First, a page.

When planning a pregnancy, there will be a number of appointments to schedule and attend, a new diet to adapt to, and of course, a body that will be changing. In addition to these lifestyle changes, there will also be decisions that must be made during your first visit to the obstetrician.
Every woman is now being offered prenatal screening tests to determine the risk her baby has of developing a birth defect or a chromosomal disorder. If the screening shows a high risk of developing a birth defect, your physician will present you with the option of performing a prenatal DNA diagnostic test.
This process may be very intense for the soon-to-be mother, however, it can also be emotional for her partner. Involving your partner in the discussion about prenatal DNA testing will help them feel more connected to the process and will allow them to help make the decision that is best for you and your family.
Here are some talking points to discuss with your partner regarding prenatal DNA Testing:
Why are these tests performed?
Prenatal DNA tests are performed to detect the likelihood or presence of a chromosomal abnormality or birth defect. Couples may decide to have these tests performed in order to know how to care for their baby. By understanding what their child may need in order to live a healthy and fulfilling life with a disability, preparations can be made before the birth of the child. Another reason for performing the test is to prepare for the delivery day of the child. If the child will need immediate care, you can choose a hospital that has the best facility for its needs and you can also arrange for a specialist to be present at the time of birth.
What kinds of tests are available?
● Non-invasive prenatal testing can be performed as early as week 10 and comes without the risks of prenatal invasive procedures.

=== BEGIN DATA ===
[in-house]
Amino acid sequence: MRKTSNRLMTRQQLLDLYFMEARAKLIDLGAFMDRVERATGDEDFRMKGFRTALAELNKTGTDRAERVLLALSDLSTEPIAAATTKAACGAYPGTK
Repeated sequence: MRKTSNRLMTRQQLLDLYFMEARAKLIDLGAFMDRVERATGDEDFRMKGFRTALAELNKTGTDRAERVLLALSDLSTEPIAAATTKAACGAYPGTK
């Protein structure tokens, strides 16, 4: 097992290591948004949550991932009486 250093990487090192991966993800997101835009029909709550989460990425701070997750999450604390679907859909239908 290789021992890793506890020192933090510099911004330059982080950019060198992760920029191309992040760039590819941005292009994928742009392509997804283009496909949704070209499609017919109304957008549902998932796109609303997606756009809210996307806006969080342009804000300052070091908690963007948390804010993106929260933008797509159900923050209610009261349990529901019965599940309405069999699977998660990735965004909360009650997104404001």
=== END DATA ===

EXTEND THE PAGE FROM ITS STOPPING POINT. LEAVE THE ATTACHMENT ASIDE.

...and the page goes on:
● Chorionic villus sampling, or CVS, is performed between weeks 10 to 12.
● Amniocentesis is performed between weeks 15 to 20.
● Cordocentesis or Percutaneous Umbilical Cord Blood Sampling (PUBS) is performed after week 17.
Is there a risk of your baby developing a birth defect?
If the mother is of advanced maternal age of 35 years or older, there is an increased risk that the baby may develop a chromosomal disorder, such as Down syndrome. It is a good idea for you and your partner to discuss if there is a family history of a disease or a chromosomal disorder.
Make an appointment with a genetic counselor
A genetic counselor will provide a supportive environment where you will be able to learn about your testing options. Your genetic counselor will also discuss any risks that are associated with advanced maternal age, family history, being a carrier of a specific genetic disorder, or family history of disease or genetic disorders. This will be a safe place for you to ask all pending questions and receive well-informed answers.
Ask for support during the actual procedure
Some prenatal DNA tests are invasive and may present anxiety on the day of the procedure. Ask your partner to accompany you to the appointment for support. Seeing the procedure of the test that has been chosen by both of you will keep both of you involved in the process.
It is always best to discuss testing options with your physician or your genetic counselor before coming to a conclusion. Working alongside your partner while planning a safe pregnancy will give you both a better understanding of the process and help you make the best decision.